Checklist: Food Safety for Foodservice

Checklist: Food Safety for Foodservice  

Every year, more than four million Canadians are sickened by foodborne illnesses after consuming food and beverages contaminated with bacteria, viruses, parasites or moulds. 

Most of those affected suffer a few days of stomach cramps, nausea or diarrhea, while some land in the hospital. For those with compromised immune systems, however, along with seniors and children under five, food poisoning can be life-threatening. 

Symptoms can start within hours, days or even weeks after eating contaminated food. 

Of course, nobody in the food industry sets out to make their customers ill. Since food can become contaminated at any time during handling, storing and cooking, it’s essential that all food handlers understand the importance of food safety. Use this checklist as a reminder of the basic rules to keep customers (and staff) safe and healthy.

Keep it Clean    

Wash your hands for 20 seconds with soap and warm water before and after handling food and after using the bathroom. It all begins with proper personal hygiene.
To eliminate bacteria, use warm soapy water to clean knives, cutting boards, utensils, countertops and sinks that have come in contact with any kind of food. Then sanitize.
Dishcloths are a breeding ground for germs and need to be changed often. Have a bucket with sanitizing solution for cloths not in use and remember to change the solution often. When a cloth or wipe can't get into all the crevices and corners of your commercial kitchen use brushes.
Rinse fruits and vegetables under running water. Brush produce with thick skins, such as melons, potatoes and squash with a vegetable brush.
Thoroughly wash and sanitize all dishes or utensils used for raw food. Separate: Don't cross-contaminate!
One of the most common causes of food poisoning is cross-contamination, the transfer of harmful bacteria from, say raw meat or poultry, to another food via contaminated tools, equipment or hands. 
In many cases, cutting boards are a prime suspect. One way to cut the risk is by using colour-coded boards. You could, for example, reserve a brightly coloured board for raw meat. This will prevent someone from cutting lettuce on the same board just used to cut raw chicken.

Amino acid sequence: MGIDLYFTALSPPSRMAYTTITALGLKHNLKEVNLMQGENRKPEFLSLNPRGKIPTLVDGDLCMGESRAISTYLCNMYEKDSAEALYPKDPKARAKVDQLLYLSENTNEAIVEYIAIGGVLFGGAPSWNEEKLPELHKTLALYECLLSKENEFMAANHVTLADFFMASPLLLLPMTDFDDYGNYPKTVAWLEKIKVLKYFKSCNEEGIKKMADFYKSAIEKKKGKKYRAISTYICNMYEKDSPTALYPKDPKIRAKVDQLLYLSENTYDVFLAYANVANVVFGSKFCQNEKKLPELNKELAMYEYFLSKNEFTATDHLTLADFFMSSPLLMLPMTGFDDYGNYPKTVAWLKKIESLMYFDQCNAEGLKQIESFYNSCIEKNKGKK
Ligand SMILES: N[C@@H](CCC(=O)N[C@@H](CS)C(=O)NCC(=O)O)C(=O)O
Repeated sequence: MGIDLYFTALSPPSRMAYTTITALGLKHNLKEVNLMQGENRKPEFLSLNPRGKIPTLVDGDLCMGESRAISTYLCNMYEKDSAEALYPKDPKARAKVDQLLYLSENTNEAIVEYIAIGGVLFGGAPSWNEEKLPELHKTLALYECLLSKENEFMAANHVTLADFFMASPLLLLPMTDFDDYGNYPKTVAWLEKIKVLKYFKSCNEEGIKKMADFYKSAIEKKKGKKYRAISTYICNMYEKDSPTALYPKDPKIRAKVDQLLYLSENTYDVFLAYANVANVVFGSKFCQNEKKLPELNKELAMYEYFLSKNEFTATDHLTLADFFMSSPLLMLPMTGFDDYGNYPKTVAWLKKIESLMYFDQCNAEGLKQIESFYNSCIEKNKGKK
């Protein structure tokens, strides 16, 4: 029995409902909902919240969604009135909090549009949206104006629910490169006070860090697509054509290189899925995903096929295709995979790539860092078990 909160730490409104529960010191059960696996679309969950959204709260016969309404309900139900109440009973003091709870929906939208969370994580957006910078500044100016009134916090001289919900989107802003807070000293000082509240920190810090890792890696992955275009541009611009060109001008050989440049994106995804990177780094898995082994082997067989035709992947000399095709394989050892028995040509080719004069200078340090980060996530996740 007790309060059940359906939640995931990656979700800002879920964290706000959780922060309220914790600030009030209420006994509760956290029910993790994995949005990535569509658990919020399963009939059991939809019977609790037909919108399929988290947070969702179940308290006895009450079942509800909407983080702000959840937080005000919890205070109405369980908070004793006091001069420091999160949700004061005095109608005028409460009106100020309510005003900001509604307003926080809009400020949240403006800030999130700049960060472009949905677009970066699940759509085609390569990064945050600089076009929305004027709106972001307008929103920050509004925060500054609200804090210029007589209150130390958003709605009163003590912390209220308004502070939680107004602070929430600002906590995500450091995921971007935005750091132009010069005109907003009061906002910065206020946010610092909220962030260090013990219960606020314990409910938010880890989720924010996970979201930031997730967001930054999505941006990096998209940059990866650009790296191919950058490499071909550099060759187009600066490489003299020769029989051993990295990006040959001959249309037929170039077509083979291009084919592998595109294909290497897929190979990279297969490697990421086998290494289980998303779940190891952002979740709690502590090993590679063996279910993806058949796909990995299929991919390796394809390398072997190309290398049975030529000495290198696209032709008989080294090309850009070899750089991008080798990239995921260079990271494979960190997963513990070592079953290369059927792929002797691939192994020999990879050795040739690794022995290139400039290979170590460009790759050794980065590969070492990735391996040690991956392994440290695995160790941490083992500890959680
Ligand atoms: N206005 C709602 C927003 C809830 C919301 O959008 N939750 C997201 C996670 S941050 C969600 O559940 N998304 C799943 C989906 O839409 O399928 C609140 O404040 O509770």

Consider the HACCP system: a red board for raw meat, yellow for raw poultry, blue for fish and seafood, green for fruits and veg, white for dairy and brown for cooked food. Plus a wall chart to remind staff which colour is which. 
In the fridge, keep raw meat, poultry and seafood in separate containers and don’t let juices drip onto other foods by storing on the bottom shelf.
If you’re sick, stay home. Preparing food while sick can spread germs, such as salmonella, hepatitis A and E. coli to food and to other people. 


Cook it right 

Most germs are killed by cooking food to an internal temperature of 165F (74C) or higher. Since you can’t tell if food is safely cooked from its colour and texture, a thermometer is essential. 
Choose a digital, instant-read model. Insert the probe tip into the deepest part of the food, without touching any bone, until it reaches the proper internal temperature. For burgers, insert a food thermometer through the side of the patty. 
Clean and sanitize thermometers after each use to avoid cross-contamination. 
If you’re not serving food right after cooking, keep it out of the danger zone (between 40°F -140°F/4C - 60C) where germs can multiply rapidly and make people sick. Maintain the proper temperature in a chafing dish or warming tray. 
Cook raw meat, poultry, fish, and seafood within three days of purchase or freeze. 
Use refrigerated leftovers as soon as possible, ideally within two to four days. 
Reheated leftover food should reach 165F (74C) or higher within 2 hours. Then transfer to hot holding equipment. Do not reheat food more than once.


Chill out 

Keep your freezer set at 0°F (-18°C) or lower and your fridge at 40F (4C). Use an appliance thermometer for accuracy. And don't pack your fridge or freezer too full, air circulation is required to keep the contents at the proper temperature.
Chill perishable food immediately. Keep frozen food frozen. Check that food deliveries containing perishables and frozen products arrive at safe temperatures.
Refrigerate cooked food within two hours of cooking. Use rapid cooling techniques to achieve safe food temperature within two hours - ice bath, stirring frequently, shallow containers or cutting into smaller pieces.
Do not put large amounts of hot food in the fridge or cooler.  It will increase the temperature of all of contents and put them at risk.  
To thaw frozen food safely, leave it in the fridge in a drip-proof container. For quicker thawing, wrap in a sealed bag and submerge in cold water, changing the water often. Or thaw in the microwave. Never thaw food on the counter; bacteria multiplies as food warms up. 
If you must thaw food in a microwave, cook immediately. 
Always label the lid of your containers with the date and what’s inside. 
Do not refreeze thawed food. 
Check the best-before date when buying food. Follow FIFO (first in, first out) inventory management. When in doubt, throw it out! 


Stay informed and up-to-date

All Canadian food businesses must have a set of written procedures to help eliminate, prevent or reduce food safety hazards that can harm customers. 
The Canadian Institute of Food Safety offers an online Food Handler certification course. Or check with your local health unit.
Check for food recalls, cooking and food safety guidelines at 
A well-designed food safety program leads to repeat business, lower cleaning and sanitizing costs and employees happy to know they’re working with safe food. 


Written by Cynthia David